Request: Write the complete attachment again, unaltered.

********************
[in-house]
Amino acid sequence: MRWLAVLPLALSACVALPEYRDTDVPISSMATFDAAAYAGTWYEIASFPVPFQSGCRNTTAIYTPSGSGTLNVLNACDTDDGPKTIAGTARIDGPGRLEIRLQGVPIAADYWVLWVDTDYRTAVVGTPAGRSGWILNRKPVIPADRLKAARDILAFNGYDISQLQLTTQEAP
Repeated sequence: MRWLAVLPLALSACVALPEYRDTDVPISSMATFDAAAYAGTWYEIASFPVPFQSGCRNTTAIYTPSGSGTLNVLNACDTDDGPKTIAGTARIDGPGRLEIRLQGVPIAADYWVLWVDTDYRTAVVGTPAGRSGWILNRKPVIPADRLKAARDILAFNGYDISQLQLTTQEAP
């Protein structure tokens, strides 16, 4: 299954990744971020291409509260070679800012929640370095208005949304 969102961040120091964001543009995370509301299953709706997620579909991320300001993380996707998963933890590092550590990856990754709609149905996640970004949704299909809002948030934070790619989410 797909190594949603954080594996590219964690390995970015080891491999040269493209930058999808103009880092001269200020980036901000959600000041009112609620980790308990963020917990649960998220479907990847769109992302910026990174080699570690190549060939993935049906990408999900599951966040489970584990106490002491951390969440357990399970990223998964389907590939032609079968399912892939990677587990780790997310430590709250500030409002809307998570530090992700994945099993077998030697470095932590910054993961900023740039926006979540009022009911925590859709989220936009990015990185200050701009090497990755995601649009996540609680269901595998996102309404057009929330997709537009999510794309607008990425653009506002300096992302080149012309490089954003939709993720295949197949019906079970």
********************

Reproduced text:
[in-house]
Amino acid sequence: MRWLAVLPLALSACVALPEYRDTDVPISSMATFDAAAYAGTWYEIASFPVPFQSGCRNTTAIYTPSGSGTLNVLNACDTDDGPKTIAGTARIDGPGRLEIRLQGVPIAADYWVLWVDTDYRTAVVGTPAGRSGWILNRKPVIPADRLKAARDILAFNGYDISQLQLTTQEAP
Repeated sequence: MRWLAVLPLALSACVALPEYRDTDVPISSMATFDAAAYAGTWYEIASFPVPFQSGCRNTTAIYTPSGSGTLNVLNACDTDDGPKTIAGTARIDGPGRLEIRLQGVPIAADYWVLWVDTDYRTAVVGTPAGRSGWILNRKPVIPADRLKAARDILAFNGYDISQLQLTTQEAP
């Protein structure tokens, strides 16, 4: 299954990744971020291409509260070679800012929640370095208005949304 969102961040120091964001543009995370509301299953709706997620579909991320300001993380996707998963933890590092550590990856990754709609149905996640970004949704299909809002948030934070790619989410 797909190594949603954080594996590219964690390995970015080891491999040269493209930058999808103009880092001269200020980036901000959600000041009112609620980790308990963020917990649960998220479907990847769109992302910026990174080699570690190549060939993935049906990408999900599951966040489970584990106490002491951390969440357990399970990223998964389907590939032609079968399912892939990677587990780790997310430590709250500030409002809307998570530090992700994945099993077998030697470095932590910054993961900023740039926006979540009022009911925590859709989220936009990015990185200050701009090497990755995601649009996540609680269901595998996102309404057009929330997709537009999510794309607008990425653009506002300096992302080149012309490089954003939709993720295949197949019906079970």